It used to be sundry parched players ambling over to the touchline to ask for a drink of barley water, or occasionally a lad with a gammy leg in a baggy tracksuit running on to the pitch to offer a quencher during a naturally occurring break.
It was a sedate, unobtrusive act, a quartered Jaffa orange, a few kindly offerings of liquids to the players in, as we often lazily say, the white-hot heat of battle.
When rugby became a little dodgy drinks wise, say like the movie Caligula after founder of Penthouse, Bob Guccione, took over the direction and plot, is difficult to pinpoint.
The envisaged political satire by Gore Vidal became a madhouse of bodies everywhere as Guccione added scenes not in the original script as well as cuts that were not part of the narrative.
The stellar cast, including Helen Mirren, Peter O'Toole and John Gielgud, found themselves caught in a screenplay of questionable merit. People were ad-libbing everywhere and interpreting while the cameras rolled. It became risible and a farce.
On the rugby sideline now you have “staff” catching balls kicked to touch so that teams cannot take a fast throw. You have a blizzard of extras running on between takes, some of them incognito and passing on directions as to what to do in the next scene.
The water bottle is a ticket to cross the whitewash during brief down-times to whisper advice into the ear of the outhalf. “The money shot here lad is to kick at the left wing because, as Rugby World magazine put it, he is ‘kak’ under a high ball.”
Medics and water-bottle carriers have become powerful extras intent on changing the course of action. It is all perfectly sort of illegal. The law says: “Water carriers may only be permitted on to the playing area for the purposes of taking water to the players at such times as shall be approved by the referee.”
It was not what anybody had signed up for and in recent years it has gotten worse and worse and worse. Dear old Gielgud, well in the film, didn’t he have the good grace to slip away in a warm bath.
This week, World Rugby showed some bottle in facing up to water carriers and is about to put a stop to the staff invasions and the on-pitch orgy of info exchange. This could be a hallelujah moment in the sport.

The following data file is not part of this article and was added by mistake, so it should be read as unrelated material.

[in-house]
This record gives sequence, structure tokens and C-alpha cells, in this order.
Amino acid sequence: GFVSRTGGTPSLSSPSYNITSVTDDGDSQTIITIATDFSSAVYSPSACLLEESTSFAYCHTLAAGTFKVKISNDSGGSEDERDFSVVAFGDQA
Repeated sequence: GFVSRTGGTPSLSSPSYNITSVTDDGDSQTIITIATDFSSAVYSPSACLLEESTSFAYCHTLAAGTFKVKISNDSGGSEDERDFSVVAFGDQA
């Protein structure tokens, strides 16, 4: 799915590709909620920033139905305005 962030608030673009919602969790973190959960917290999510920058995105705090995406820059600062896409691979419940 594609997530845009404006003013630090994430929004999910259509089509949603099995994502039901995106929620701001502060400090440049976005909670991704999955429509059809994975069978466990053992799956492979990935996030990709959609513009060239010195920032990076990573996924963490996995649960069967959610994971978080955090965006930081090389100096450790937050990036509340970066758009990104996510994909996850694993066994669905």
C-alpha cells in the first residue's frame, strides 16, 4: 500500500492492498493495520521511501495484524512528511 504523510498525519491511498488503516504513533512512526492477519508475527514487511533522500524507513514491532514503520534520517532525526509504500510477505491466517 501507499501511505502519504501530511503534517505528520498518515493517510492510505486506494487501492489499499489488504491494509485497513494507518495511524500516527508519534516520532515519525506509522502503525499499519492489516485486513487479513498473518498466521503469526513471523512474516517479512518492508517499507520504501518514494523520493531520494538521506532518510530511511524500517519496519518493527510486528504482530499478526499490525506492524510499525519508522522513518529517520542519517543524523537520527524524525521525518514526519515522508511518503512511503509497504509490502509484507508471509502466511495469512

The proposals are expected to halt the ad hoc therapy sessions, the downloading of real-time data from touchline computers, the wellbeing consultations, individual refocusing and the pull yourself together rollickings.
You have coaches with yellow bibs nominated as water carriers. You have medical staff and replacements, all with their shoulder to the wheel of making 80 per cent 85 per cent or 90 per cent 95 per cent with nobody really knowing what they are doing or saying but suspecting that it is in some way subversive.
Rugby has finally addressed the hijacking of the game and how it is being usurped by neurotic coaches and technical staff and this week the governing body made changes that make sense.
The proposals seem too obviously good for a game that has developed far too many stoppages and support actors. Part of the reasoning behind the proposed changes are to improve the flow of matches.
For this we can thank South Africa’s director of rugby Rassie Erasmus and his episode of extreme water bottling during the last British and Irish Lions tour.
His bibbed-up cameo as a runner during the series was absurd but turned out to be serendipitous as his master plan was largely responsible for World Rugby orchestrating the revision. In July, the game will begin to trial new laws to address the farce that water carriers have become.
If you haven’t run through them, soon medics can provide water only to players they are treating and they cannot field or touch a ball when it is live in play or suffer a penalty kick sanction.
Teams will be permitted up to two dedicated water carriers and they may not be a director of rugby or head coach. In elite-level rugby, water carriers will only be able to enter the field of play twice per half at points agreed with the match officials and this can only be during a stoppage in play or after a try has been scored.
A person bringing on a kicking tee may carry one bottle for the kicker’s use only and the carriers must remain in the technical zone at all times before entering the field of play as permitted.
Any attempt to field or touch the ball while it is live in play, including the technical zone, will be sanctioned with a penalty kick.
No one should approach or aim comments at the match officials apart from medics in respect of treatment of a player. Should they engage with officials, they are sanctioned a penalty kick.
Players on the pitch may access water behind the dead ball line or from within their technical zone.
It is not likely to stop the information flow but maybe the eyesore of mass incursions. It’s an attempt to put some order on the script, remove the spectacle of 40 or 50 people freely roaming the pitch in a stalled game. Unlike the questionable Caligula with these changes, it might just smarten up rugby.